HEAR AND NOW
A few years ago I was invited to a great golfing event in St. Paul Minnesota. It was part of an annual gala presented by the Starkey Hearing Foundation. They’re a marvelous organization that provides hearing tests and aids for people all over the world. Their annual missions of mercy are major affairs with thousands of hearing impaired people showing up for the opportunity to receive help. Watching a child as he hears his mothers voice for the first time is a powerful emotional experience.
Part of the visit included a hearing test administered in the Starkey lab by founder Bill Austin himself. I went as a lark, certain there was nothing wrong with my hearing. I was surprised when given the news that I had significant loss at certain high and very low registers. I was fitted for hearing aids.
I laughingly accepted them. Thanking the nice folk at Starkey, I took my hearing aids home, tossed them in a desk drawer and didn’t think about them again for a long long time.
Denial. I have a home there.
Some time later my old writing partner, Roger Nichols sent me an embarrassingly boring new demo of one of our songs. I listened to the uninspired minimal recording with a shockingly monotonous singer and wondered what had happened to my old pals chops. This was bad. I composed a short email detailing my disappointment and then searched for a pen to sign some Christmas cards. I opened my desk drawer and saw the box of aids.
And a small light went on. I loaded them up with fresh batteries and put them in before listening to Rogers demo again.
It was brilliant. Strings and guitar I hadn’t heard at all before. A marvelous bass line and a singer that sang directly to my heart. I was stunned. I fired off a quick apology to Mr. Nichols. ”Ignore previous message. Demo terrific! Short deaf writing partner an ass!”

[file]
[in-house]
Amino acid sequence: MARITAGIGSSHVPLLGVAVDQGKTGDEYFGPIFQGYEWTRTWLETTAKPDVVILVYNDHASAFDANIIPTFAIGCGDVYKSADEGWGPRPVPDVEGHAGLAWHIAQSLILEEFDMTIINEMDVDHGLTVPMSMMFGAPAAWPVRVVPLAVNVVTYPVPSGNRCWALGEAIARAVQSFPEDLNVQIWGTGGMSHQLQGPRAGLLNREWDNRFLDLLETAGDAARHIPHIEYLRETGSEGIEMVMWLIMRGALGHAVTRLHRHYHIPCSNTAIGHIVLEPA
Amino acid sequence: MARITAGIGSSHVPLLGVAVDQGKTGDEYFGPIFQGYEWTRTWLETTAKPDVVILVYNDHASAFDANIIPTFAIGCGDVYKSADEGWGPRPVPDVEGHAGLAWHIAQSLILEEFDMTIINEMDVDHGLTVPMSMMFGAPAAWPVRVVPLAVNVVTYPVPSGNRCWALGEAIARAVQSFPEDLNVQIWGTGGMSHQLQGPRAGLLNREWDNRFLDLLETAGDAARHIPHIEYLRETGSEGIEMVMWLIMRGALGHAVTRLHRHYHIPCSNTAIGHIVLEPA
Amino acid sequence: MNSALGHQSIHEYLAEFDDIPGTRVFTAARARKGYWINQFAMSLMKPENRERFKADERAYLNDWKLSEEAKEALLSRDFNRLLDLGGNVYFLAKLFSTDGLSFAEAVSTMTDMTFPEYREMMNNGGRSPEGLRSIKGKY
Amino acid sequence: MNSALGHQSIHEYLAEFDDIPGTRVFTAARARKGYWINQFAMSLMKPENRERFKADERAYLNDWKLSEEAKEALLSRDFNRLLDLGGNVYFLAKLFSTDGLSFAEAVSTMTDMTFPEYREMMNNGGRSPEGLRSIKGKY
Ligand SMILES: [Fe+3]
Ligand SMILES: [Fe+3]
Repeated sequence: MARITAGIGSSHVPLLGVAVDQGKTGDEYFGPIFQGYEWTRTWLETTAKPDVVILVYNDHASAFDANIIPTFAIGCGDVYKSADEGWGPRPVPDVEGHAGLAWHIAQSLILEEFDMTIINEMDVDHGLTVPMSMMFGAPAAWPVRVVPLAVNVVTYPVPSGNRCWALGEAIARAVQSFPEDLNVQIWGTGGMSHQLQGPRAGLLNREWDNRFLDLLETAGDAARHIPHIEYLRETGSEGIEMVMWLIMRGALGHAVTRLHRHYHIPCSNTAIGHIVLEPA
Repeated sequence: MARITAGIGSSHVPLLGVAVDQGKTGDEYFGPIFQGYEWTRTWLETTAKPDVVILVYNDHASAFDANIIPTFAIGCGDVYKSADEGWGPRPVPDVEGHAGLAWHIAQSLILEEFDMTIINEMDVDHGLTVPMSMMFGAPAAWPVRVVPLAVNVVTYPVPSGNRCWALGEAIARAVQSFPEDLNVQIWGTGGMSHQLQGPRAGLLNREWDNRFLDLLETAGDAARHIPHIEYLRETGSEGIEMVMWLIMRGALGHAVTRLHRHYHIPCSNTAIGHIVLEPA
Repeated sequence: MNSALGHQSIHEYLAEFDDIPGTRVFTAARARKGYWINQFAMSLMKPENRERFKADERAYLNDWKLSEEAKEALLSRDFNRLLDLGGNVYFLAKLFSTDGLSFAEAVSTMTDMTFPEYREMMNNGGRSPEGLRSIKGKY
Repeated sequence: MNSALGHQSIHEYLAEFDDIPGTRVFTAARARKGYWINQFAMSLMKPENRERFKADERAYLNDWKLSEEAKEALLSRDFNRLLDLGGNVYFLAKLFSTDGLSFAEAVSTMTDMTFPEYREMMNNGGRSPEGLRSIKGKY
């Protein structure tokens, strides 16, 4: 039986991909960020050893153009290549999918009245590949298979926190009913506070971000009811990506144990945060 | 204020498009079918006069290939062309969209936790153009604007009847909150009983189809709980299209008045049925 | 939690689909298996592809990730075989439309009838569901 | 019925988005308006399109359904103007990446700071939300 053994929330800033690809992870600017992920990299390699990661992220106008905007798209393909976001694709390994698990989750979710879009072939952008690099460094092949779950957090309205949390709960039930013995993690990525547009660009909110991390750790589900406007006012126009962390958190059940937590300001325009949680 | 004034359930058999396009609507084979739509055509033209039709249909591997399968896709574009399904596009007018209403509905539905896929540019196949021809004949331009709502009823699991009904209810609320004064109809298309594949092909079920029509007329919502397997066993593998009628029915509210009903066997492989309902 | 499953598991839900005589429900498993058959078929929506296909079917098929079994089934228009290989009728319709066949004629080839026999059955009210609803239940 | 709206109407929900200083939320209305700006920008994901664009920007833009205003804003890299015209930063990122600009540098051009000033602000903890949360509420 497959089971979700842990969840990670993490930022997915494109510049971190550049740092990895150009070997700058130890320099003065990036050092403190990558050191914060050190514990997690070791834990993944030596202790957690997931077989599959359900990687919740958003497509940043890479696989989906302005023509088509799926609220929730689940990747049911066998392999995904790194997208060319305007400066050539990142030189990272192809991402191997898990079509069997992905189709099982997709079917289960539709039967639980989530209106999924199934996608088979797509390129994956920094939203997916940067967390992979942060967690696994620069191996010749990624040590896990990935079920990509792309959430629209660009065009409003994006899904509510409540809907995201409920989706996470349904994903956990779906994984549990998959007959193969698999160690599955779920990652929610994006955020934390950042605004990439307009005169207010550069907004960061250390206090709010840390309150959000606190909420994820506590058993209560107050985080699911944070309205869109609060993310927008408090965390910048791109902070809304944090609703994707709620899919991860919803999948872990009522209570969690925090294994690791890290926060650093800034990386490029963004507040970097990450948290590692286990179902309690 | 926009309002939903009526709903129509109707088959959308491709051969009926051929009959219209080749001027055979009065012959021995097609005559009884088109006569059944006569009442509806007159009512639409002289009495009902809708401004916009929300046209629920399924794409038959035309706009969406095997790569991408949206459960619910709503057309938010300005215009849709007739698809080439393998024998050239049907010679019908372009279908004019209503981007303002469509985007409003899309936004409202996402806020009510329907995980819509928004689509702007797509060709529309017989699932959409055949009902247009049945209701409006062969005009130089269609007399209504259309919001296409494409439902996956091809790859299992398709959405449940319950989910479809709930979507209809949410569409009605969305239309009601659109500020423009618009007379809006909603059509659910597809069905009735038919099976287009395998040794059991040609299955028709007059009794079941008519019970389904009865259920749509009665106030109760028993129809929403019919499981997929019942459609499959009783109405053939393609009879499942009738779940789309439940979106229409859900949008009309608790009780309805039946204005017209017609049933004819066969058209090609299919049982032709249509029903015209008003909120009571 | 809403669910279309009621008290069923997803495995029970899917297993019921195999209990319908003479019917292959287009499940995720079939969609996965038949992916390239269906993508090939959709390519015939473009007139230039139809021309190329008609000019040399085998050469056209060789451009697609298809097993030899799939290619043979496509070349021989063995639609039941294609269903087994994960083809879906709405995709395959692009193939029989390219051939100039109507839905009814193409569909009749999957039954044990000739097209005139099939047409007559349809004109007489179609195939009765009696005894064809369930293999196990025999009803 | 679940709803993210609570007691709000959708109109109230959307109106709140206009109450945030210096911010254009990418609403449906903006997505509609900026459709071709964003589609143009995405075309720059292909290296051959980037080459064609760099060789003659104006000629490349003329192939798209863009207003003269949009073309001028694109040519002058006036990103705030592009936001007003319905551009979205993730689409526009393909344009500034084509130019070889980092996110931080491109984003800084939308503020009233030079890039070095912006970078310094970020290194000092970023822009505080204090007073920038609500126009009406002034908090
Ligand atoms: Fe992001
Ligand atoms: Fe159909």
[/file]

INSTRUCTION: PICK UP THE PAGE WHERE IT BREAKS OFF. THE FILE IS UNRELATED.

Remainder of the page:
It’s remarkable how somebody who claims to be as evolved as yours truly can be such a moron. Shocking, how I can completely disregard vital information presented by an expert on any subject. Any subject. What is it that causes us to turn away from a truth without taking even a moment to examine it for validity? Let alone accepting it.
Acceptance. Ah, there’s the word. The creation of a solution requires accepting that there is in fact a problem. It’s the headwaters of change.
My hearing loss is not an accident. Nor is it simply age related. Many of us who’ve made music for a living share this common workplace related injury. Years spent in the recording studio listening to extremely loud playback on industrial sized speakers eventually takes a toll. It’s a powerful ego boost listening to a full orchestra pouring out one of your tunes in stereo
Weeks later, finished product in hand I’d race home and listen again and again. My routine may sound laughable to you. Many a night you’d find me laying on the floor at home, Woofers and Tweeters inches away from my ears. It’s insane. Powerful Marantz speakers pointed at my brain with the volume cranked up to eleven. It must have added to the damage. With the right chemicals dancing along in the bloodstream it was pretty interesting though.
So, suitcase sized stereo earmuffs are a bad idea. That’s obvious. But what’s the current lesson here?
I think my problem is a listening problem as much as a hearing problem. An unwillingness to listen to all the signs. For the last few years I’ve had occasional intonation problems on stage. Music is my art. Why wouldn’t I have immediately sought professional help
Avoiding certain truths must be either fear based or egocentric. To overpower the unconscious missteps we need to choreograph new behavior into our daily routine. Listening skills need to slide onto and remain on our radar. Are you listening? Are there signs that you might be unconsciously avoiding unwelcome truths? Perhaps forgotten or missed dr. appointments and check ups. Is there a lump, a sore spot, an ache you need to address? Are you listening now? Good.
There’s a bumper sticker saying that “Recovery is a process, not an event.”
I think it applies to all life. Living is a life long’ awakening. Not a single event but a series of steps and missteps that are chocker block full of information. When we begin to accept that life’s rhythms are always changing we can adjust accordingly, listen more carefully and begin to appreciate the sweet sounds of a perfect now. We can listen to the band and even sing along in this sometimes comic opera of growing up in gratitude and trust.